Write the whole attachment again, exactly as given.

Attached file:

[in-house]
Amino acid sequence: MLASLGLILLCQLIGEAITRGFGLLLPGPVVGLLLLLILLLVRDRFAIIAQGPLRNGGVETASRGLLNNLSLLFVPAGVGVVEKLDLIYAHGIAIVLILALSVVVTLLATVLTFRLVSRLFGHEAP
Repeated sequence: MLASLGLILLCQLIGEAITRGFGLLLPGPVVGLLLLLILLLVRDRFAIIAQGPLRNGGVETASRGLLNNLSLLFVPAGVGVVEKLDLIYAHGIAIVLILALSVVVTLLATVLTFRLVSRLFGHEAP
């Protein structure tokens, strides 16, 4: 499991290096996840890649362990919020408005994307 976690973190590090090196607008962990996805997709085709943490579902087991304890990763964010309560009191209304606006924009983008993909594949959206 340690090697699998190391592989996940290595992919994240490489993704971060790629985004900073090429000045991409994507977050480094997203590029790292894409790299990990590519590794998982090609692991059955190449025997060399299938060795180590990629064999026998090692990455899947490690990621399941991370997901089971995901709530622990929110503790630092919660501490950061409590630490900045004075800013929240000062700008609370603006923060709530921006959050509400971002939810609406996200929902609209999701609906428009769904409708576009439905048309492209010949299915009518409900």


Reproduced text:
[in-house]
Amino acid sequence: MLASLGLILLCQLIGEAITRGFGLLLPGPVVGLLLLLILLLVRDRFAIIAQGPLRNGGVETASRGLLNNLSLLFVPAGVGVVEKLDLIYAHGIAIVLILALSVVVTLLATVLTFRLVSRLFGHEAP
Repeated sequence: MLASLGLILLCQLIGEAITRGFGLLLPGPVVGLLLLLILLLVRDRFAIIAQGPLRNGGVETASRGLLNNLSLLFVPAGVGVVEKLDLIYAHGIAIVLILALSVVVTLLATVLTFRLVSRLFGHEAP
């Protein structure tokens, strides 16, 4: 499991290096996840890649362990919020408005994307 976690973190590090090196607008962990996805997709085709943490579902087991304890990763964010309560009191209304606006924009983008993909594949959206 340690090697699998190391592989996940290595992919994240490489993704971060790629985004900073090429000045991409994507977050480094997203590029790292894409790299990990590519590794998982090609692991059955190449025997060399299938060795180590990629064999026998090692990455899947490690990621399941991370997901089971995901709530622990929110503790630092919660501490950061409590630490900045004075800013929240000062700008609370603006923060709530921006959050509400971002939810609406996200929902609209999701609906428009769904409708576009439905048309492209010949299915009518409900």